Fighting the injury attorney stereotype

Apr 19, 2022 | By: Christina Goldberg

There’s definitely a stereotype about personal injury attorneys. To that end, I decided a long time ago that I’ll never be as financially abundant as many injury litigation attorneys. I also realized I am A-OK with that.

Some of the stuff I see and hear about makes me cringe, and, frankly, I frequently ask myself “why on EARTH would anybody buy into that sort of advertising?!” Or “I’d be genuinely embarrassed to drive up and walk into an attorney’s office that looked like that.”

As they say, there is a lid for every Tupperware. As an attorney committed to breaking the stigma and attorney stereotype, I’m far from universal.

The exception has become the norm

The troubling part of it is that this classless, arrogant, sleazy impression of injury attorneys is not the exception. Unfortunately, it has turned into the norm.

So I’m not surprised when I have good, hardworking, honest clients walk into my office with genuine concerns and injuries, but guardedly announce “I’m not that kind of person.”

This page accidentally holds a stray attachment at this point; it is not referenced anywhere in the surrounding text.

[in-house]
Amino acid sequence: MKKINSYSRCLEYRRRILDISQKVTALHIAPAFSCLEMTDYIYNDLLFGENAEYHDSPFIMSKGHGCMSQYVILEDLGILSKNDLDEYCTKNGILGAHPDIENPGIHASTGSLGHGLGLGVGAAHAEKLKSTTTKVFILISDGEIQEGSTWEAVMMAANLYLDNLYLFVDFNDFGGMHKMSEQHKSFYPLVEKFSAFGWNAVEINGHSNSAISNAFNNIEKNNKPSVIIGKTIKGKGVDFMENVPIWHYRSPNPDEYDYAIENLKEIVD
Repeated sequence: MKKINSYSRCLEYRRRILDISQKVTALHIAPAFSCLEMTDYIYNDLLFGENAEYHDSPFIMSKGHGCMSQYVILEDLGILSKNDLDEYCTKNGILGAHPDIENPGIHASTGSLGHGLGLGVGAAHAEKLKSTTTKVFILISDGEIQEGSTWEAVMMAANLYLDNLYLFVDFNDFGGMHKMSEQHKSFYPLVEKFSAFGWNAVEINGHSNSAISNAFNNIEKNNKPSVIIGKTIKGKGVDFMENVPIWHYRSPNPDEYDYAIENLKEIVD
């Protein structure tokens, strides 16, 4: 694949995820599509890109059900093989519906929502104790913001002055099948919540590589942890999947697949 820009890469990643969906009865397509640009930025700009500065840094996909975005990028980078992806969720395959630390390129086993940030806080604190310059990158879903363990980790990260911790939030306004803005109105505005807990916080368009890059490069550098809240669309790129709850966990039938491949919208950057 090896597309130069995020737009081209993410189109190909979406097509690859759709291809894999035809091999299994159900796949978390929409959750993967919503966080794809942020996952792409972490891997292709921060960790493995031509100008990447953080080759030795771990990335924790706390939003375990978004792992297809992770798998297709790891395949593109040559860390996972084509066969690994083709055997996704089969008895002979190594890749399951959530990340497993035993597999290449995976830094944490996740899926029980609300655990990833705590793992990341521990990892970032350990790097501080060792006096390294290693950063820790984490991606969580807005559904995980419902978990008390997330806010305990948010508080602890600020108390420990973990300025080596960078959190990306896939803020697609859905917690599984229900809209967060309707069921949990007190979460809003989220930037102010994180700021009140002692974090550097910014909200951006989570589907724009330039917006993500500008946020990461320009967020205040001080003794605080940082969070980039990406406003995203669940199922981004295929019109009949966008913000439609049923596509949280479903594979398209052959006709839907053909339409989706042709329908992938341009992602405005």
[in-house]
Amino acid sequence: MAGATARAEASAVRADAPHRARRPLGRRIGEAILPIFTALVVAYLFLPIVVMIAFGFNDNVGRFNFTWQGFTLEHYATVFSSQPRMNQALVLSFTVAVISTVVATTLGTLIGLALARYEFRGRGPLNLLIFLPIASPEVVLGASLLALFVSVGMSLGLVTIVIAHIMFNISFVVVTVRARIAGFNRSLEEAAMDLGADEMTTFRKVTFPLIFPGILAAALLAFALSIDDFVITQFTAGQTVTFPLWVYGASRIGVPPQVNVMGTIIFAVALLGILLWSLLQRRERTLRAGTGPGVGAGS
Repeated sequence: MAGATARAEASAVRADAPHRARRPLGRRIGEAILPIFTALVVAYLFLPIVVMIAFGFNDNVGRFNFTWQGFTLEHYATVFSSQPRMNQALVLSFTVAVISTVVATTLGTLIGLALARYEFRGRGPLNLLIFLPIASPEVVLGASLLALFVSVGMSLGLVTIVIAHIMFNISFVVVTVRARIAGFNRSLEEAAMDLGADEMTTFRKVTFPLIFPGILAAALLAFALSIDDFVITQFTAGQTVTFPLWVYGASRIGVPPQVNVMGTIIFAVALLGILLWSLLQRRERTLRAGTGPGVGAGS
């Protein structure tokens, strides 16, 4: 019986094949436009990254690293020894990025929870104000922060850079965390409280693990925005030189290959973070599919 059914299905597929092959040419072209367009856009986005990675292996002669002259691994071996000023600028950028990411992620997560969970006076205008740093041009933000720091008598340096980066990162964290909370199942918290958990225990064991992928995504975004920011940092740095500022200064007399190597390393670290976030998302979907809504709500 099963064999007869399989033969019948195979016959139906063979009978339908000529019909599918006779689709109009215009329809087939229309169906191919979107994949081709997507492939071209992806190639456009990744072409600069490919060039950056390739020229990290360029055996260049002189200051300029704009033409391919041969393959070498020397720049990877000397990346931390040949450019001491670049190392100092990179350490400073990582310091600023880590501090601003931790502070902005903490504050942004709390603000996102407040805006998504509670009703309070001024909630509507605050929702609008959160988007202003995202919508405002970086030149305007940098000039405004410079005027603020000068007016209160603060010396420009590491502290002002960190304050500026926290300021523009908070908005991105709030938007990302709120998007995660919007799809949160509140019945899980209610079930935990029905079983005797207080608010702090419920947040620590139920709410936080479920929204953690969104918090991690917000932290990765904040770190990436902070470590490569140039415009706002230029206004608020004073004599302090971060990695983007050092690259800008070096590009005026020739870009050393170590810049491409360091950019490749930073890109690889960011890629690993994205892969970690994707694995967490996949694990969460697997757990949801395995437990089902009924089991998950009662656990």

Well, client, nor am I. I help those who NEED help — not those who see opportunity — and I have turned an awful lot of cases away in my career.

Somehow, along the way, we stopped taking accountability for our own actions and started looking for someone else to blame.

We won’t make something out of nothing

The calls we get sometimes are baffling, and our recourse, while conversing with potential clients, is to ask “so, against whom, exactly, do you believe a claim should be made?”

It’s maddening and disenchanting to realize that there will always be some unscrupulous attorney who will try anything, make a case where there isn’t one, and continue perpetuating a sour attitude toward the profession.

Upstanding. That’s what I want to be. And that is what we are. We don’t pretend to know what we don’t.

Additionally, we don’t manufacture a claim that doesn’t exist. We are doing our best to make a name for ourselves as trustworthy, ethical attorneys who always keep our clients’ interests at the forefront — rather than our income.

As long as there is a stereotype, we’ll continue to fight it.

Our business is our clients. But we don’t treat our clients like a business.